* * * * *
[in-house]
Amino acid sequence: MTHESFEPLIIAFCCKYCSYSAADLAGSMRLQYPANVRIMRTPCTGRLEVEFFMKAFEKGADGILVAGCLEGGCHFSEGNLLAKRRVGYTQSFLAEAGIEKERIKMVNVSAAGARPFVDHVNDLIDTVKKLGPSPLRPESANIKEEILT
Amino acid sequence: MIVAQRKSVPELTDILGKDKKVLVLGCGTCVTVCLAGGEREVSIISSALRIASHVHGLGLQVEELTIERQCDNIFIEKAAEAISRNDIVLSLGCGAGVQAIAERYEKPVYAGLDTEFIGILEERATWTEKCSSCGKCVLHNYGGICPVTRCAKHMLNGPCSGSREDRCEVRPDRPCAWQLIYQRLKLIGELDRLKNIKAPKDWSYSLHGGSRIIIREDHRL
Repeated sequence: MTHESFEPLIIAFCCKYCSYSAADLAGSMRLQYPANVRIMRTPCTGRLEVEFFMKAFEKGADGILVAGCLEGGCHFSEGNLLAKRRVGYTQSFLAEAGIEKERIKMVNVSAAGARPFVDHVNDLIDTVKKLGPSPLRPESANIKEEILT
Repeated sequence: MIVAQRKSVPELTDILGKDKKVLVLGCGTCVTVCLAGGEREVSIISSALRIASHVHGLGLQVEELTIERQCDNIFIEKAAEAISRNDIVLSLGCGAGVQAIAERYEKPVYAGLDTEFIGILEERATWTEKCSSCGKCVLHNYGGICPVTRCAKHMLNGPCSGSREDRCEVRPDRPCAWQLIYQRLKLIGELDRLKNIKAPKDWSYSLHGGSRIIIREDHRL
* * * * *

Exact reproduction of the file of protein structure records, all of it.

[in-house]
Amino acid sequence: MTHESFEPLIIAFCCKYCSYSAADLAGSMRLQYPANVRIMRTPCTGRLEVEFFMKAFEKGADGILVAGCLEGGCHFSEGNLLAKRRVGYTQSFLAEAGIEKERIKMVNVSAAGARPFVDHVNDLIDTVKKLGPSPLRPESANIKEEILT
Amino acid sequence: MIVAQRKSVPELTDILGKDKKVLVLGCGTCVTVCLAGGEREVSIISSALRIASHVHGLGLQVEELTIERQCDNIFIEKAAEAISRNDIVLSLGCGAGVQAIAERYEKPVYAGLDTEFIGILEERATWTEKCSSCGKCVLHNYGGICPVTRCAKHMLNGPCSGSREDRCEVRPDRPCAWQLIYQRLKLIGELDRLKNIKAPKDWSYSLHGGSRIIIREDHRL
Repeated sequence: MTHESFEPLIIAFCCKYCSYSAADLAGSMRLQYPANVRIMRTPCTGRLEVEFFMKAFEKGADGILVAGCLEGGCHFSEGNLLAKRRVGYTQSFLAEAGIEKERIKMVNVSAAGARPFVDHVNDLIDTVKKLGPSPLRPESANIKEEILT
Repeated sequence: MIVAQRKSVPELTDILGKDKKVLVLGCGTCVTVCLAGGEREVSIISSALRIASHVHGLGLQVEELTIERQCDNIFIEKAAEAISRNDIVLSLGCGAGVQAIAERYEKPVYAGLDTEFIGILEERATWTEKCSSCGKCVLHNYGGICPVTRCAKHMLNGPCSGSREDRCEVRPDRPCAWQLIYQRLKLIGELDRLKNIKAPKDWSYSLHGGSRIIIREDHRL